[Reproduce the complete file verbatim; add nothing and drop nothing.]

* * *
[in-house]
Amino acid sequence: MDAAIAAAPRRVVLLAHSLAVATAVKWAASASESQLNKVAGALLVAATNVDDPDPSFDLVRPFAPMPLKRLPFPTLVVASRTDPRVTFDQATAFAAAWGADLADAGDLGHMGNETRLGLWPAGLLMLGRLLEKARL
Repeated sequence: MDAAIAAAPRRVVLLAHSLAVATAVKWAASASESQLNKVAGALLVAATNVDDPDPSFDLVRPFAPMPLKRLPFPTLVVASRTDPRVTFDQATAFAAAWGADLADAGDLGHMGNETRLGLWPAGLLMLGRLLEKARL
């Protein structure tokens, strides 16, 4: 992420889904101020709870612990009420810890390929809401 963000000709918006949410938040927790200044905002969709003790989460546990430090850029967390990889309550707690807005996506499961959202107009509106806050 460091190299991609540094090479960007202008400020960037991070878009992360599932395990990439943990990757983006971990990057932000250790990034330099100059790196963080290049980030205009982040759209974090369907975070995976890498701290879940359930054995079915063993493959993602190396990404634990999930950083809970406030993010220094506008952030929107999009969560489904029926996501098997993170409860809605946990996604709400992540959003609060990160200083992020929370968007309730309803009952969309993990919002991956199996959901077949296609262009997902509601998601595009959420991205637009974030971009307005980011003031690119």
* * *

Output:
[in-house]
Amino acid sequence: MDAAIAAAPRRVVLLAHSLAVATAVKWAASASESQLNKVAGALLVAATNVDDPDPSFDLVRPFAPMPLKRLPFPTLVVASRTDPRVTFDQATAFAAAWGADLADAGDLGHMGNETRLGLWPAGLLMLGRLLEKARL
Repeated sequence: MDAAIAAAPRRVVLLAHSLAVATAVKWAASASESQLNKVAGALLVAATNVDDPDPSFDLVRPFAPMPLKRLPFPTLVVASRTDPRVTFDQATAFAAAWGADLADAGDLGHMGNETRLGLWPAGLLMLGRLLEKARL
């Protein structure tokens, strides 16, 4: 992420889904101020709870612990009420810890390929809401 963000000709918006949410938040927790200044905002969709003790989460546990430090850029967390990889309550707690807005996506499961959202107009509106806050 460091190299991609540094090479960007202008400020960037991070878009992360599932395990990439943990990757983006971990990057932000250790990034330099100059790196963080290049980030205009982040759209974090369907975070995976890498701290879940359930054995079915063993493959993602190396990404634990999930950083809970406030993010220094506008952030929107999009969560489904029926996501098997993170409860809605946990996604709400992540959003609060990160200083992020929370968007309730309803009952969309993990919002991956199996959901077949296609262009997902509601998601595009959420991205637009974030971009307005980011003031690119």